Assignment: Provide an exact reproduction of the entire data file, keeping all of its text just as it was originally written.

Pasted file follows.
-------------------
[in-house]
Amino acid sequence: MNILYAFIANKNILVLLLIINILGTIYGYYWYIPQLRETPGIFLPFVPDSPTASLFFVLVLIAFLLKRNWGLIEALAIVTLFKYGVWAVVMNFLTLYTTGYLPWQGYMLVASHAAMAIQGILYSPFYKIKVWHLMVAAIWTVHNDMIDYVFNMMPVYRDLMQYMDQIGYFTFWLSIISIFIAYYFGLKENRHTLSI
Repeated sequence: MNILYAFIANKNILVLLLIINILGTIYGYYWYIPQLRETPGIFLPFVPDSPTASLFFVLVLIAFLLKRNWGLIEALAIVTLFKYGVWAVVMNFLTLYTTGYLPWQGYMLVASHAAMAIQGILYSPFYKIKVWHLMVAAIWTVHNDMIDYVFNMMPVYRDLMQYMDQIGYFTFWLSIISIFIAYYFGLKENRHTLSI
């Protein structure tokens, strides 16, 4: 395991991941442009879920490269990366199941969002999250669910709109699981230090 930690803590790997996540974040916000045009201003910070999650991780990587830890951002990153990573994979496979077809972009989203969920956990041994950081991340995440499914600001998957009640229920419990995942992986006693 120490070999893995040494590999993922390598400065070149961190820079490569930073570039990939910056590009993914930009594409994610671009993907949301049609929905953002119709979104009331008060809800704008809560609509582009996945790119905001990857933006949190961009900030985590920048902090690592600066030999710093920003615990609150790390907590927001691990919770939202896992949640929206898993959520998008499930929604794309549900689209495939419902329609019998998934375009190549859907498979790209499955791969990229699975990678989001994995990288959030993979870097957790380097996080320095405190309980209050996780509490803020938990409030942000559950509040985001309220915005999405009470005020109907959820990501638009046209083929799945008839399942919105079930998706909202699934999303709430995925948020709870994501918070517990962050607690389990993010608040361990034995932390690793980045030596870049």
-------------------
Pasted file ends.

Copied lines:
[in-house]
Amino acid sequence: MNILYAFIANKNILVLLLIINILGTIYGYYWYIPQLRETPGIFLPFVPDSPTASLFFVLVLIAFLLKRNWGLIEALAIVTLFKYGVWAVVMNFLTLYTTGYLPWQGYMLVASHAAMAIQGILYSPFYKIKVWHLMVAAIWTVHNDMIDYVFNMMPVYRDLMQYMDQIGYFTFWLSIISIFIAYYFGLKENRHTLSI
Repeated sequence: MNILYAFIANKNILVLLLIINILGTIYGYYWYIPQLRETPGIFLPFVPDSPTASLFFVLVLIAFLLKRNWGLIEALAIVTLFKYGVWAVVMNFLTLYTTGYLPWQGYMLVASHAAMAIQGILYSPFYKIKVWHLMVAAIWTVHNDMIDYVFNMMPVYRDLMQYMDQIGYFTFWLSIISIFIAYYFGLKENRHTLSI
């Protein structure tokens, strides 16, 4: 395991991941442009879920490269990366199941969002999250669910709109699981230090 930690803590790997996540974040916000045009201003910070999650991780990587830890951002990153990573994979496979077809972009989203969920956990041994950081991340995440499914600001998957009640229920419990995942992986006693 120490070999893995040494590999993922390598400065070149961190820079490569930073570039990939910056590009993914930009594409994610671009993907949301049609929905953002119709979104009331008060809800704008809560609509582009996945790119905001990857933006949190961009900030985590920048902090690592600066030999710093920003615990609150790390907590927001691990919770939202896992949640929206898993959520998008499930929604794309549900689209495939419902329609019998998934375009190549859907498979790209499955791969990229699975990678989001994995990288959030993979870097957790380097996080320095405190309980209050996780509490803020938990409030942000559950509040985001309220915005999405009470005020109907959820990501638009046209083929799945008839399942919105079930998706909202699934999303709430995925948020709870994501918070517990962050607690389990993010608040361990034995932390690793980045030596870049």